Why do we read and write nature writing?
We read and write nature writing to engage with nature and natural history for all the reasons previously discussed. However, the act of writing or reading about nature is clearly different to the act of going for a walk. It allows for reflection, guided thoughts, metaphors and a glimpse into the mind of another. Nature writing and nature writing reading help us to see things with new, focused, eyes.
For the writer, nature can provide a muse. To write it, nature writing begs us to pause, to think, to notice and to attune our senses. This as an exercise in itself brings great benefits but the act of seeing, hearing and feeling in order to write does, for me at least, enhance this experience. When you are thinking in order to share ideas with others, you tend to develop the ideas more clearly, more rigorously.
We have already seen that some nature writers have intentional aims when they set out, in particular those which are political or activist. MacFarlane said that “The natural world becomes far more easily disposable if it is not imaginatively known, and a failure to include it in a literary regard can easily slide into a failure to include it in a moral regard”. This suggests to me that there is strong element of environmentalism driving his own writing.
Nature writing can challenge us, demanding we stop taking nature for granted or quietly rebuking us for doing so. Nature writing can be a call to arms to question the assumptions that capitalism, consumerism and industrialisation bring. Nature writing can even just be a reminder that nature exists. Moss explains that nature writing exists because individuals want to understand their own engagement with nature. They want to unpick why nature matters to them and in turn why it is that nature should matter to all of us.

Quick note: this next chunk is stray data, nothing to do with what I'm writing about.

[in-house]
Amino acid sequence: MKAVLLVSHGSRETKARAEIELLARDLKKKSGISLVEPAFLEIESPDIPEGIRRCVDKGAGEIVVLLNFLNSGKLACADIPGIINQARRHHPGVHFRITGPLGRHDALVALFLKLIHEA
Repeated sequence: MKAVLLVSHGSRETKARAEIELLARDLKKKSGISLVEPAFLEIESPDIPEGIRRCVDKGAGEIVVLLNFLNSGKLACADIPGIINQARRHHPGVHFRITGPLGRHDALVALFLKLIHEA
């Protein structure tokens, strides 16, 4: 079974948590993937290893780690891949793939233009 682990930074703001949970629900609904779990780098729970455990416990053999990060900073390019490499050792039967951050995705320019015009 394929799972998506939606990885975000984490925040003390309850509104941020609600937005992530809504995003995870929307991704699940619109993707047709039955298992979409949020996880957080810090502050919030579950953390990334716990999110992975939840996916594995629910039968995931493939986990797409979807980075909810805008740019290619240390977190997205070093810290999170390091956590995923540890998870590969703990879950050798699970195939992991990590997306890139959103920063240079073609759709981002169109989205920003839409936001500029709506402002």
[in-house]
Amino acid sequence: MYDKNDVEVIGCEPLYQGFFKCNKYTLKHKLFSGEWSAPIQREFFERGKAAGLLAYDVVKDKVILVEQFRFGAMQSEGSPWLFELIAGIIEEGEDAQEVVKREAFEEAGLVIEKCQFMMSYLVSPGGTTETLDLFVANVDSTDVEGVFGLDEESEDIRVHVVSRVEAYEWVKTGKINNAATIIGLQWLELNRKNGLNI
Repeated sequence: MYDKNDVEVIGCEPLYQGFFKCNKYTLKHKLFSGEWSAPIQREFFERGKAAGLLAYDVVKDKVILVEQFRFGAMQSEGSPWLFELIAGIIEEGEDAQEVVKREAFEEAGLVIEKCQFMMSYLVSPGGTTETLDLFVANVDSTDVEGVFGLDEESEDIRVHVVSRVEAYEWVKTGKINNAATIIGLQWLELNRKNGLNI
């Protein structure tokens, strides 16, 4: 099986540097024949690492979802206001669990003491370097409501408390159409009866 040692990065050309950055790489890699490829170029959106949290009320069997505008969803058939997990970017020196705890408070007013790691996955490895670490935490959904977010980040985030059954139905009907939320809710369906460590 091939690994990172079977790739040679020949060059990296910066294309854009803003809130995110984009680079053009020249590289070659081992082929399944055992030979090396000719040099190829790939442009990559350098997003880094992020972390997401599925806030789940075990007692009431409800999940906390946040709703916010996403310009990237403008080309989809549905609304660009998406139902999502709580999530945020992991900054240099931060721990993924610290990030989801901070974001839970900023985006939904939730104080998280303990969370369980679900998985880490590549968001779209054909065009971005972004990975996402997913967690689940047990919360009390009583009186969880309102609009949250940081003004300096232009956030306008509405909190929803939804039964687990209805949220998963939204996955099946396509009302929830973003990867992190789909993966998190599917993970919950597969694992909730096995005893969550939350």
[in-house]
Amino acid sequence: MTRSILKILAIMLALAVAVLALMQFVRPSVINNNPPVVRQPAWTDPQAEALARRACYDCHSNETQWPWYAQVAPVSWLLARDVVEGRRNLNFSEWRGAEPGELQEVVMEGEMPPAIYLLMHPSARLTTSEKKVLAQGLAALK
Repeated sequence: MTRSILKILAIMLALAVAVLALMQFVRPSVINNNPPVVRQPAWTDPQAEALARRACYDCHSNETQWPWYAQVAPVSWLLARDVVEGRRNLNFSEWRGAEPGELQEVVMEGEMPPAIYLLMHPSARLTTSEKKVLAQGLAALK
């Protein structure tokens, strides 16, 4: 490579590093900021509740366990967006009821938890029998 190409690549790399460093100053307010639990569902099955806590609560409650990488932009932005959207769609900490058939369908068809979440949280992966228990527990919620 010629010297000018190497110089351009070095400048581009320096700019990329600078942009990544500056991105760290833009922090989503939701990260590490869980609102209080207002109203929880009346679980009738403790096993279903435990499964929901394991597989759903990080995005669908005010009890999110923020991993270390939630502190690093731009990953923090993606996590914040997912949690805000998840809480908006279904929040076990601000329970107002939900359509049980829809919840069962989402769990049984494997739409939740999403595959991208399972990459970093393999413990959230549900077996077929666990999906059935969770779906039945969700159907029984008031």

Nature writing gives authors a way, not just writing about nature, but writing for nature, advocating for the rights of the other beings that live alongside us. Nature writing is a way of reaching revelations and understanding the self, both for writer and reader. Nature, and hence nature writing, provide a retreat from humanity. They provide something which (mostly) seems fixed in our ever changing world. They provide something reliable and dependable in a society where nothing is certain. They give us a moment of stillness in the busy rush of being busy for busys sake.